• Business confidence index can be a precursor of spend. Businesses, in general, need to feel optimistic about their future for them to be confident in spending money. While they may have needs (i.e., MRO expenditures, preventative maintenance, emergency work), are they investing into their future as a business confidence index infers that CapEx monies would be allocated? Look to local information for a business confidence index for your area… and perhaps back test information vs. sales performance. Look for trends. Taking this the next step, there is the possibility of creating a customer confidence index for yourself. And for those serving contractors, an index can ask for their anonymous insights in a couple of key areas that could be correlated to longer-term activity. ITR Economics talks about their 3/12 and 12/12 trend lines. Factoring in a customer confidence index could be another indicator.

• Consider the implications of the price of oil. While many immediately think of the impact in selected markets, the economic implications ripple into other segments. Low oil prices reduce spending in these areas, and hence investment into commercial construction as well as result in layoff, which drive down consumption, and that consumption impacts companies outside of the oil producing areas. Further, companies that make equipment for oil producing areas are not always in those areas. So, if you sell to industrial or OEM companies, know what your customers make to understand their business dynamics. This is the importance of understanding SIC/NAICS codes for your customers (and if your salespeople have time, they should be learning this, if they haven’t already).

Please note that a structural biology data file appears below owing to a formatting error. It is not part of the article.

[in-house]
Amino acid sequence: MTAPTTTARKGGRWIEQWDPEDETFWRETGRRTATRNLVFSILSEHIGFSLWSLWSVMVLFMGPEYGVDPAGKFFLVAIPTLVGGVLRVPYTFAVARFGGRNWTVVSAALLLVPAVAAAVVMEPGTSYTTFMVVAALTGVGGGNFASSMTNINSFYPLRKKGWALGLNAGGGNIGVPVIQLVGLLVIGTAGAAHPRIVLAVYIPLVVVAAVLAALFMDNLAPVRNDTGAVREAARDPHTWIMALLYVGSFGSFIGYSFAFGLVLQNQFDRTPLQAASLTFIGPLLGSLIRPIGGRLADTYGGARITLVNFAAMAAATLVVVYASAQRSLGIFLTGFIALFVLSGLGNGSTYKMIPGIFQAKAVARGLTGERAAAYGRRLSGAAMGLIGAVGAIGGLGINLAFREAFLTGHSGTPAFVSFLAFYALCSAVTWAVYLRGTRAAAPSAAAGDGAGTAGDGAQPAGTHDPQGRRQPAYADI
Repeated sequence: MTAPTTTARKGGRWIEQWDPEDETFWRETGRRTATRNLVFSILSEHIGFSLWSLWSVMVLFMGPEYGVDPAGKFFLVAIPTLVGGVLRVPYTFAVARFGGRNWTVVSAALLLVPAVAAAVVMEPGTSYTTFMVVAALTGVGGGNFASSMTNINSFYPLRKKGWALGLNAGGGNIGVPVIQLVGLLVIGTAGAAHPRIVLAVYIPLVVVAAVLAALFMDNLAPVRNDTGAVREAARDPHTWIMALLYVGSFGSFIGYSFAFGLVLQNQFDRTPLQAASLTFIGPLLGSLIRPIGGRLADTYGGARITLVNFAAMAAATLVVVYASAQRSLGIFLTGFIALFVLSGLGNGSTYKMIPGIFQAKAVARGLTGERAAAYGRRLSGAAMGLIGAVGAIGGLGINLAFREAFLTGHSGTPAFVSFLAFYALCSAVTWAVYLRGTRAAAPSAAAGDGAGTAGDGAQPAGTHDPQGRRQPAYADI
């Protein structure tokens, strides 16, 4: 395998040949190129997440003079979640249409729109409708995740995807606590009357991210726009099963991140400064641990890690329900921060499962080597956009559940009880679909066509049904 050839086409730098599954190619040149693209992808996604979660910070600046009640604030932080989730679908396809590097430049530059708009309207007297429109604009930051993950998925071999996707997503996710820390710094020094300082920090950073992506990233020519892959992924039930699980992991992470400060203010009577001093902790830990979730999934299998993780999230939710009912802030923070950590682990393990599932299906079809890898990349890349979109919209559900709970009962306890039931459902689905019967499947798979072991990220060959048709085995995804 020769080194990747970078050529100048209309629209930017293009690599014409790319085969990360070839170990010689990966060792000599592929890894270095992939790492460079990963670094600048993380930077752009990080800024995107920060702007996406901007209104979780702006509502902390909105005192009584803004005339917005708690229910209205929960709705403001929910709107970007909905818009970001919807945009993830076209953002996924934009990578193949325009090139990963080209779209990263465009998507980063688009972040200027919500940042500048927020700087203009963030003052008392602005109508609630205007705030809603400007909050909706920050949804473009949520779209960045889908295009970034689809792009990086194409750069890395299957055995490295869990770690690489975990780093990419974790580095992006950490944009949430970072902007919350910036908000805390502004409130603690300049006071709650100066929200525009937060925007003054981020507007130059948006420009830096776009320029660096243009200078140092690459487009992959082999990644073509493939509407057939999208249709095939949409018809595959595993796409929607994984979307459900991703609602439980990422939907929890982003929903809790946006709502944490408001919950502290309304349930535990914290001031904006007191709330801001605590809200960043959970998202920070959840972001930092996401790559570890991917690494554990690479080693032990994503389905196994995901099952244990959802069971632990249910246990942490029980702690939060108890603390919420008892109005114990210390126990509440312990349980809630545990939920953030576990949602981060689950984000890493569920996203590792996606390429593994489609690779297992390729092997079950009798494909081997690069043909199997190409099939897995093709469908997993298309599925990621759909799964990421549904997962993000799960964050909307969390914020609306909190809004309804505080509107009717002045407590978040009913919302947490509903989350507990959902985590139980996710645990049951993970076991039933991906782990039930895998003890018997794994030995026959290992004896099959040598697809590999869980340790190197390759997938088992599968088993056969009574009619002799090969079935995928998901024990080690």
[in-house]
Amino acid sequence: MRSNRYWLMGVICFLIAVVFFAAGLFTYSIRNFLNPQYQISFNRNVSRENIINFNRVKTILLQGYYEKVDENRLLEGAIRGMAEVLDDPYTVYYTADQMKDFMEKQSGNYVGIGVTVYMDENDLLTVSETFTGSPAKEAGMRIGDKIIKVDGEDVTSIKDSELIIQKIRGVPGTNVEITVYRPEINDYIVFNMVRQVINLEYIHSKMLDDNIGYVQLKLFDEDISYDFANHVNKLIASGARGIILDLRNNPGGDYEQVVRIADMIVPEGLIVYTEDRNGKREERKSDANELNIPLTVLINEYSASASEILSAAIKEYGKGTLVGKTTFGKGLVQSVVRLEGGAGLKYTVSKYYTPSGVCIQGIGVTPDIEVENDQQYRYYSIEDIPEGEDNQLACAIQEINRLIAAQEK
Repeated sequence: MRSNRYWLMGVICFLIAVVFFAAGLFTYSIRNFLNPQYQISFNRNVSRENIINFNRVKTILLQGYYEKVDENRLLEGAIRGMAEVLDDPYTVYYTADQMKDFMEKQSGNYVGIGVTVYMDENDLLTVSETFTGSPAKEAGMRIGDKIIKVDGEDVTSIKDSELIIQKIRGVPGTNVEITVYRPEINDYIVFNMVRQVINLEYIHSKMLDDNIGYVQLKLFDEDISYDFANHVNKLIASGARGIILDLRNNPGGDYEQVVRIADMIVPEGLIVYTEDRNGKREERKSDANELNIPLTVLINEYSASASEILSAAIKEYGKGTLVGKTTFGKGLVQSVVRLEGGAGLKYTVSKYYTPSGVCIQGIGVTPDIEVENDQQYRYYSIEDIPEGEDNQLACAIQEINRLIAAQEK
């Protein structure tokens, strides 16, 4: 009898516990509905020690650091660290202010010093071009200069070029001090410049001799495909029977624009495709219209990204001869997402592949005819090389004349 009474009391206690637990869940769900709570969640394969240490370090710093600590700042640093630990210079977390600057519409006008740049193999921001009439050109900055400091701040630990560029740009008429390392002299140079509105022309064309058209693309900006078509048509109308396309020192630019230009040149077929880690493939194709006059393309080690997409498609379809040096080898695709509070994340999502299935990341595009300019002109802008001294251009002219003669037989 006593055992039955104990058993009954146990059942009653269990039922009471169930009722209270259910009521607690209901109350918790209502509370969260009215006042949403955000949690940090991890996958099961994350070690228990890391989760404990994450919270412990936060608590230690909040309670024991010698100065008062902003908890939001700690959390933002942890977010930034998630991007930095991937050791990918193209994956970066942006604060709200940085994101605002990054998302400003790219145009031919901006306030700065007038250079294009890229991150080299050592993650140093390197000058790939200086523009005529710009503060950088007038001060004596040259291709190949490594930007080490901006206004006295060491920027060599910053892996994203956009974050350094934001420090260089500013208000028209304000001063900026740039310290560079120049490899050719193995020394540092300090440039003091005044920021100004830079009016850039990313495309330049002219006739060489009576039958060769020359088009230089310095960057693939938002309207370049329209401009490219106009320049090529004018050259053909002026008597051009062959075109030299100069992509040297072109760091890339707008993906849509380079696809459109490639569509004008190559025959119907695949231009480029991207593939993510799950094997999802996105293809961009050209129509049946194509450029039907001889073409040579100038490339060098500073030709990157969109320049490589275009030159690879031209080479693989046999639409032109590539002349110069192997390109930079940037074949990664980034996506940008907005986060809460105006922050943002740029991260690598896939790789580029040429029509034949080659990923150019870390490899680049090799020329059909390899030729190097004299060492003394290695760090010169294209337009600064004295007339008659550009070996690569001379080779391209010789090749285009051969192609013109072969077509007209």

We’ll continue to share other macro business drivers that we see. These will translate into, and for leading companies, are translating, into considerations in their planning processes. There are opportunities, there are challenges, coming as the market shifts. Things to consider include (in no order):

1. Business process automation to enable cost-effective scalability
2. A changing salesforce and how to manage them (let alone where are they)
3. Reconfiguring offices
4. Price pressures
5. Role of eCommerce
6. Availability of talent
7. Performance-based marketing
8. Tiering of customer benefits as well as customer (and read “distributor” segmentation)
9. RSM and rep dynamics (in the age of virtual, what are the skills needed of an RSM?)
10. Communicating value proposition to strengthen position (build a moat) and enable customer acquisition / conversion
11. Engaging unassigned accounts / mid-small accounts (either perceived or actual)
12. How to make employees feel safe
13. Ideas to consider in a reopening

And more.

Providing help

Recognizing that companies need to minimize discretionary spending but can benefit from a third party perspective as well as additional insights, we’re accepting short-term engagements to share ideas to discuss many of these areas (and others that may be specific to you.) Or, another alternative is our Lumiere service, which is a heavily discounted telephone advisory service; http://channelmkt.com/wp-content/uploads/2017/01/original-lumiere_2017.pdf

Sometimes you just need either a unbiased view, confirmation or fresh ideas.

David Gordon is President of Channel Marketing Group. Channel Marketing Group develops market share and growth strategies for manufacturers and distributors and develops market research. CMG’s specialty is the electrical industry. He also authors an electrical industry blog, www.electricaltrends.com. He can be reached at 919-488-8635 or dgordon@channelmkt.com.

Related Articles


Changing Scene


Peers & Profiles

  • Schneider Electric, a leader in the digital transformation of energy management and automation, is Canada’s top international corporate citizen in 2022. This designation was awarded to Schneider Electric by Corporate Knights, a media and research company committed to advancing a sustainable economy. Read More…

  • The Sonepar Ontario Region is proud to announce the relocation of their SESCO Central Distribution Centre (CDC) to its new location in Brampton, ON. This move has facilitated an amalgamation between Texcan’s large Brampton branch and SESCO’s CDC, as both businesses work together within one facility for the first time. Read More…